Once the operator determines how many configuration files should form the set of configuration files to be downloaded onto the telemetry tool 45, a download program on the download computer will determine which portion of each configuration file should be stored on each control module 33, 34, 35, 36, 37 of the telemetry tool 4. Once this determination has been made, the download software separates each configuration file into the determined portions and the download computer then transfers these determined portions to the memory of the appropriate control module 33, 34, 35, 36, 37. For example, instructions in the configuration file relating to operation of the EM telemetry unit 13 will be downloaded only to the memory of the EM control module 34.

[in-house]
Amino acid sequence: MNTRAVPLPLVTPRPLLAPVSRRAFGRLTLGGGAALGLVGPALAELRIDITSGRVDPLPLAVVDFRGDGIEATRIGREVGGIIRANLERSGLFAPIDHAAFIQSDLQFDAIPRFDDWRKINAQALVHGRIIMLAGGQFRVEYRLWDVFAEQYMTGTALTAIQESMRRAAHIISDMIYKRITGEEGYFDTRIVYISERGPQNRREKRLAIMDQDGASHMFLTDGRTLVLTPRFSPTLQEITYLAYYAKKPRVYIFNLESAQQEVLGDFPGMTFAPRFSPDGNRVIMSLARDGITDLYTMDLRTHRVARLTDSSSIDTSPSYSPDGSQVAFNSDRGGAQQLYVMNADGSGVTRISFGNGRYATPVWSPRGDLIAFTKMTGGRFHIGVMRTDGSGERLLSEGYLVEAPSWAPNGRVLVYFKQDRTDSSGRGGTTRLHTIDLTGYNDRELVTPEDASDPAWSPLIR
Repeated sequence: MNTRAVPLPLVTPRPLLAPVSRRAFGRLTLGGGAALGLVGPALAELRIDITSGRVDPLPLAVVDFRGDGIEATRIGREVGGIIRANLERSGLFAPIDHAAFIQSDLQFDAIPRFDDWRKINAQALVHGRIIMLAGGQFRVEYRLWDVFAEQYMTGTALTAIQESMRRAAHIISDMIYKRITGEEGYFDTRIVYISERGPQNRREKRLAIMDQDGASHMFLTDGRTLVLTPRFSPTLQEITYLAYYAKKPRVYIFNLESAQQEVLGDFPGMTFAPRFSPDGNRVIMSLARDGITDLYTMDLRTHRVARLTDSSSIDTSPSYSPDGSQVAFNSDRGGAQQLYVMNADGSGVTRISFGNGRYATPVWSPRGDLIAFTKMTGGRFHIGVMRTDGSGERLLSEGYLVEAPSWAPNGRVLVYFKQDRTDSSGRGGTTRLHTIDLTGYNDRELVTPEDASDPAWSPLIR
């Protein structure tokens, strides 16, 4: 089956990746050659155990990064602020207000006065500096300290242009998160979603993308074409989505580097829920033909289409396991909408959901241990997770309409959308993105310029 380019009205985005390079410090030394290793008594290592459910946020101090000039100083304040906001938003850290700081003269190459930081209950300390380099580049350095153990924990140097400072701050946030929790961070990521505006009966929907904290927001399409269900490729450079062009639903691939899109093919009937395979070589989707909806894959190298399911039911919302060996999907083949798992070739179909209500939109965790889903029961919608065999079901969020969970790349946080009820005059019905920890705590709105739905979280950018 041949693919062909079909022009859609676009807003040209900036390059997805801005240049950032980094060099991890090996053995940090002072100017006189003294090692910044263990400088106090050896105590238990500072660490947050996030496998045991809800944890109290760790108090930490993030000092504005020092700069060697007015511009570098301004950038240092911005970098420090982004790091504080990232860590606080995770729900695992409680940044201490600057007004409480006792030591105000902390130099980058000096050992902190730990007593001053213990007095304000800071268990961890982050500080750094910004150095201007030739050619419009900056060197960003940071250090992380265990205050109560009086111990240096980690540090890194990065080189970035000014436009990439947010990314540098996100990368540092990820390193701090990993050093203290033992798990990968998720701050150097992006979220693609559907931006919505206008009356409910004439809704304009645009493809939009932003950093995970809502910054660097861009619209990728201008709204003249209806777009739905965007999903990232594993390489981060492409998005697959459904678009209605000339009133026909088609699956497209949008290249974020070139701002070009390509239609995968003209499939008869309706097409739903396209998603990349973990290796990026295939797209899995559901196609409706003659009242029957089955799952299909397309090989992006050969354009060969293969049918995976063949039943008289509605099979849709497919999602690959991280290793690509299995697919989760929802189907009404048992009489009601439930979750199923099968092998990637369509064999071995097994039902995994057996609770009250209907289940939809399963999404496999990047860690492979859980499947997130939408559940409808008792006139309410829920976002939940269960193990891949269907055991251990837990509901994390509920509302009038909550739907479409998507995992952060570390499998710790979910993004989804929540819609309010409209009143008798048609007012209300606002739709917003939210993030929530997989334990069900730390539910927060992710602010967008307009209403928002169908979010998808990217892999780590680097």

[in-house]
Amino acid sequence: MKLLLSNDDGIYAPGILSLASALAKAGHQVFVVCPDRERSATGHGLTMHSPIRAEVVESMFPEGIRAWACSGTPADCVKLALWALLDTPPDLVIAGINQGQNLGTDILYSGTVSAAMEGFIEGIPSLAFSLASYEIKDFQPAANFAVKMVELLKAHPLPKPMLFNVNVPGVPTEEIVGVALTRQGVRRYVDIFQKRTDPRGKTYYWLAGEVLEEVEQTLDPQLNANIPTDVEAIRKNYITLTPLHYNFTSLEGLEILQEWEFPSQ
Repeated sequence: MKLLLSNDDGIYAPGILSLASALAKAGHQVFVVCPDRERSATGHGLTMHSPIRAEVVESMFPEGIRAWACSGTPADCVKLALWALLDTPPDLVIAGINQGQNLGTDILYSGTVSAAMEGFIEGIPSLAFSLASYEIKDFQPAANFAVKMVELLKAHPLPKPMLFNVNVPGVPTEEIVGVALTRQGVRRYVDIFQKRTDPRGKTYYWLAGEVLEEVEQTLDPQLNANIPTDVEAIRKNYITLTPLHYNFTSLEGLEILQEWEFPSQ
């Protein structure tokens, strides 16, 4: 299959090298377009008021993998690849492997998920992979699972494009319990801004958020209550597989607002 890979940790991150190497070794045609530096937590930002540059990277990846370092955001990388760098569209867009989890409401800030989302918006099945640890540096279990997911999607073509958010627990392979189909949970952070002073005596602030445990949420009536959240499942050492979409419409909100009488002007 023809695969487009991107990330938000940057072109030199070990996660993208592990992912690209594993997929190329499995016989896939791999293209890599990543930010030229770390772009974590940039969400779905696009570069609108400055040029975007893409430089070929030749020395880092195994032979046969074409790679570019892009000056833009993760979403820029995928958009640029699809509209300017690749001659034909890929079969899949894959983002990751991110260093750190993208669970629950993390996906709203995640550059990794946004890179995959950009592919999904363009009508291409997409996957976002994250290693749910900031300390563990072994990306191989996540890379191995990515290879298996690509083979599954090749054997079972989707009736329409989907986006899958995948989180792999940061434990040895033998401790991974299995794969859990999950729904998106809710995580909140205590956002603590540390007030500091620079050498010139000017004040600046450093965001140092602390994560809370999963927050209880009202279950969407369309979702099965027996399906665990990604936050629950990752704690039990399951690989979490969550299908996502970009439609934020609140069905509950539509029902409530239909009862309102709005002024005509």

Each stored configuration file portion is executable by the control module's CPU to carry out the instructions specified in the configuration file portion. For example, when the EM control module 34 executes a configuration file portion stored on its memory, the configuration file will include instructions for whether the EM telemetry unit 13 needs to be active for the telemetry mode specified in the configuration file. If the specified telemetry mode requires the EM telemetry to be active (e.g. the specified telemetry mode is EM-only), the EM control module 34 will read measurements taken by or more sensors 30, 31, 32 specified in the configuration file, encode the measurement data into an EM telemetry signal using a modulation scheme specified in the configuration file, and cause the components of the EM telemetry unit 13 to transmit the EM telemetry signal according to the message frame properties (e.g. type, composition, order, timing) specified in the configuration file.